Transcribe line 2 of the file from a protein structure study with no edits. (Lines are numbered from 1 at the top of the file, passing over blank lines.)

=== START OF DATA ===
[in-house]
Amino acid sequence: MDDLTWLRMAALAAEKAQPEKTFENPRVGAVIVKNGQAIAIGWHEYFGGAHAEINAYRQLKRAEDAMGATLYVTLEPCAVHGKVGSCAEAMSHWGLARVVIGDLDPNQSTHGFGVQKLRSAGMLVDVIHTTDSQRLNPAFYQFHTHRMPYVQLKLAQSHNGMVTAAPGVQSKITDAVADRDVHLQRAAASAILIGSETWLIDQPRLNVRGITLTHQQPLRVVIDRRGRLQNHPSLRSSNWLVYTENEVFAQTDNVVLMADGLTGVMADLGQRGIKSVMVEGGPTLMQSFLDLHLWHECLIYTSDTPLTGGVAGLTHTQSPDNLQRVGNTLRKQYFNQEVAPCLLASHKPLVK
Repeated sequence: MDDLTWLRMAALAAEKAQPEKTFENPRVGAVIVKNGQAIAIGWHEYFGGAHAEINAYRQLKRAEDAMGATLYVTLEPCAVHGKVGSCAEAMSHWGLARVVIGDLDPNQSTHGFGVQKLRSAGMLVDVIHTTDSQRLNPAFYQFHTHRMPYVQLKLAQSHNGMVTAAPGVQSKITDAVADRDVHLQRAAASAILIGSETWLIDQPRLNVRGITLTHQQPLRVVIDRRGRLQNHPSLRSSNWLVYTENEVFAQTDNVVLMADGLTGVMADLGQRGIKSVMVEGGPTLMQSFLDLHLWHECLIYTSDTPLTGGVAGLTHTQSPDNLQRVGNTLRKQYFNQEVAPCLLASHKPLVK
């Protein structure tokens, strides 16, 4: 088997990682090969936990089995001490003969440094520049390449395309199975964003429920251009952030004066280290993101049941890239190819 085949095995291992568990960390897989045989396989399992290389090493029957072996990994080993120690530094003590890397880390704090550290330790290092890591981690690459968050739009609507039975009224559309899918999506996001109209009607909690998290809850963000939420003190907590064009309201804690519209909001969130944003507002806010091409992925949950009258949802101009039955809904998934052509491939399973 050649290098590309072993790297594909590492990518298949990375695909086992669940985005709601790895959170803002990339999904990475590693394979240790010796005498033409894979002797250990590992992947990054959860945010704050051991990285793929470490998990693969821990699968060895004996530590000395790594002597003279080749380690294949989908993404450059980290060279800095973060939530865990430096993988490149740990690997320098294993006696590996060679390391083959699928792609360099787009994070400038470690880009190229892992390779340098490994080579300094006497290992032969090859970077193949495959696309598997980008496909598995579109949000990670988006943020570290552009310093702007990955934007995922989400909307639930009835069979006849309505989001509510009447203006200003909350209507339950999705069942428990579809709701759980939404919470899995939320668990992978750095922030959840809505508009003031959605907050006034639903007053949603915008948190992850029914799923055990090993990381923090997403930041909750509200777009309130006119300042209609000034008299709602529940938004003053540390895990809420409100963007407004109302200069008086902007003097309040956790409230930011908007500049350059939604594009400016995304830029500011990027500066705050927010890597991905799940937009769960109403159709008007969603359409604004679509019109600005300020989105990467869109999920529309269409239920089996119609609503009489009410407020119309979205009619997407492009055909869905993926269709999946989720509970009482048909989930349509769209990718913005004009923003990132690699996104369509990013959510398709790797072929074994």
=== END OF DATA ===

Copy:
Amino acid sequence: MDDLTWLRMAALAAEKAQPEKTFENPRVGAVIVKNGQAIAIGWHEYFGGAHAEINAYRQLKRAEDAMGATLYVTLEPCAVHGKVGSCAEAMSHWGLARVVIGDLDPNQSTHGFGVQKLRSAGMLVDVIHTTDSQRLNPAFYQFHTHRMPYVQLKLAQSHNGMVTAAPGVQSKITDAVADRDVHLQRAAASAILIGSETWLIDQPRLNVRGITLTHQQPLRVVIDRRGRLQNHPSLRSSNWLVYTENEVFAQTDNVVLMADGLTGVMADLGQRGIKSVMVEGGPTLMQSFLDLHLWHECLIYTSDTPLTGGVAGLTHTQSPDNLQRVGNTLRKQYFNQEVAPCLLASHKPLVK